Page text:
LHC to Receive Fastest Integrated Circuits Ever Made

They will boost its performances considerably

A group of experts from the Southern Methodist University (SMU), in Dallas, announces the development of a new, super-fast circuit designed specifically to augment the capabilities of one of the main particle detectors of the Large Hadron Collider. The LHC is the largest physics experiment ever designed, and its goal is to discover some of the most fundamental knowledge about the Universe and the elementary particles and forces that govern our world.

With the development of the new integrated circuits, called “link-on-chip” or LOC serializer circuits, the team hopes to be able to boost the performances of the LHC's ATLAS particle detectors, one of the three main instruments in the 27-kilometer-long tunnel of the accelerator. The innovation was designed specifically to be used by the Liquid Argon Calorimeter, an ATLAS sub-detector that could function a lot better, and overall more efficiently, once the new application-specific integrated circuits (ASIC) are added. The SMU team is directly involved in the ATLAS collaboration.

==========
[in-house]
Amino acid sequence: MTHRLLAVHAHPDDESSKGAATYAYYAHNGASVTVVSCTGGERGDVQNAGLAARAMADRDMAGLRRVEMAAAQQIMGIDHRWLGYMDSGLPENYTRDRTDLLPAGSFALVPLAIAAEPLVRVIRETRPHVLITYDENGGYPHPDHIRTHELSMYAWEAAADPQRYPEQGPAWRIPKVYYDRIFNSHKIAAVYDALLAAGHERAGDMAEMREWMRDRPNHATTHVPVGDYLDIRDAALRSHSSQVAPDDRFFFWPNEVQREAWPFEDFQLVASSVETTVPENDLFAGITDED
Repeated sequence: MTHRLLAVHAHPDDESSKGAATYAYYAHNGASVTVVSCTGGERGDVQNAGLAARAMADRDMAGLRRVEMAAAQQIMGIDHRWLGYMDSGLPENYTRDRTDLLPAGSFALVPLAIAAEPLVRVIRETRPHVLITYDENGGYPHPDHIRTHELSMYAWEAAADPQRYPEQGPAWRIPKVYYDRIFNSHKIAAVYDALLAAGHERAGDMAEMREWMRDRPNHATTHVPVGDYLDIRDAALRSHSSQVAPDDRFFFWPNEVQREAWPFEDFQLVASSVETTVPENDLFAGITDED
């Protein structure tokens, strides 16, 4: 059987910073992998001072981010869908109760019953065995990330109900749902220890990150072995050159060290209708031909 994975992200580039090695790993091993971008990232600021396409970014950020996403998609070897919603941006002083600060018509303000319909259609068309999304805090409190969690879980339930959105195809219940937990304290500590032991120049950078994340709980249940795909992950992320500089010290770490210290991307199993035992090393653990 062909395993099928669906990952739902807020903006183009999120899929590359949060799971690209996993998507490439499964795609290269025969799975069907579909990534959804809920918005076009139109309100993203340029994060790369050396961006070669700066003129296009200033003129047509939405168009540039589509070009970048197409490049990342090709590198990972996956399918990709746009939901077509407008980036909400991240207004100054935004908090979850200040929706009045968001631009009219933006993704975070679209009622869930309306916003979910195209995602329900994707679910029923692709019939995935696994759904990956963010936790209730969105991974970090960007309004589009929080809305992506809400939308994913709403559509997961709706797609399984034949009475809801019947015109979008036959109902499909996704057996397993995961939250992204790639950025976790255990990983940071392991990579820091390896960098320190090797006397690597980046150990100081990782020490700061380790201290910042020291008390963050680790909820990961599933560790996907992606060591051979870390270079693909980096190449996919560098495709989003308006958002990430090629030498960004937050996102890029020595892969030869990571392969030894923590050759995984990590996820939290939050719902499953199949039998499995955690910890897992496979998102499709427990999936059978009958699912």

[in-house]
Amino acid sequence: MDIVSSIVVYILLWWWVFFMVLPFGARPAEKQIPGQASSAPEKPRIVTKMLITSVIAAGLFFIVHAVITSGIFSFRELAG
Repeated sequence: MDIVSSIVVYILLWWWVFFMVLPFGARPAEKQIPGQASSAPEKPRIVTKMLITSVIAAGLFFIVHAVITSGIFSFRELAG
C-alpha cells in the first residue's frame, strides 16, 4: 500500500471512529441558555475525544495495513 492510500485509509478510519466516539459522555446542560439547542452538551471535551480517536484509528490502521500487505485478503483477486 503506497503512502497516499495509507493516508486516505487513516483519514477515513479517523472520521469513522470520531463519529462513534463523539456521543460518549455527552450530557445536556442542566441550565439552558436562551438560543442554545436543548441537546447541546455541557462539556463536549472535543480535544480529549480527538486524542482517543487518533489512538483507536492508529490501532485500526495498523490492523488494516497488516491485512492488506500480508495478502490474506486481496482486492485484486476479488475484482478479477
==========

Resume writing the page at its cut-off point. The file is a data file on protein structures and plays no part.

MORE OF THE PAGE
There was a large number of factors researchers at the university needed to consider when creating the LOC. In addition, the large amount of radiation that is produced as the LHC collides beams of protons head-on at the highest energy levels ever achieved, there are also other issues to consider. The calorimeter needs to be able to handle a high data bandwidth, low power dissipation, and must feature an extremely high degree of reliability as well. There is very little room for error in an endeavor such as the LHC, and all of its components need to respect a vast array of norms and rules.

“SMU's LOC serializer is the fastest in our field for the moment. CERN is developing another fast ASIC serializer that does not yet match our speed. SMU's next goal is to increase both the data speed and the number of data lanes to produce an even faster LOC serializer. In the next few years, we hope to increase the total speed by a factor of 62 more than what is installed in ATLAS,” explains SMU associate professor of physics Jingbo Ye, quoted by e! Science News. He was in charge of the science group that developed the LOC serializer.

“The original ATLAS design used a commercial serializer that was purchased from Agilent Technologies. But for the Super LHC there is no commercial device that would meet the requirements, so – being typical physicists – we set out to design it ourselves,” he adds. CERN, the organization managing the LHC, plans to upgrade the particle accelerator considerably by 2017, when the Super LHC, the advanced version of the current instrument, is due to be opened.

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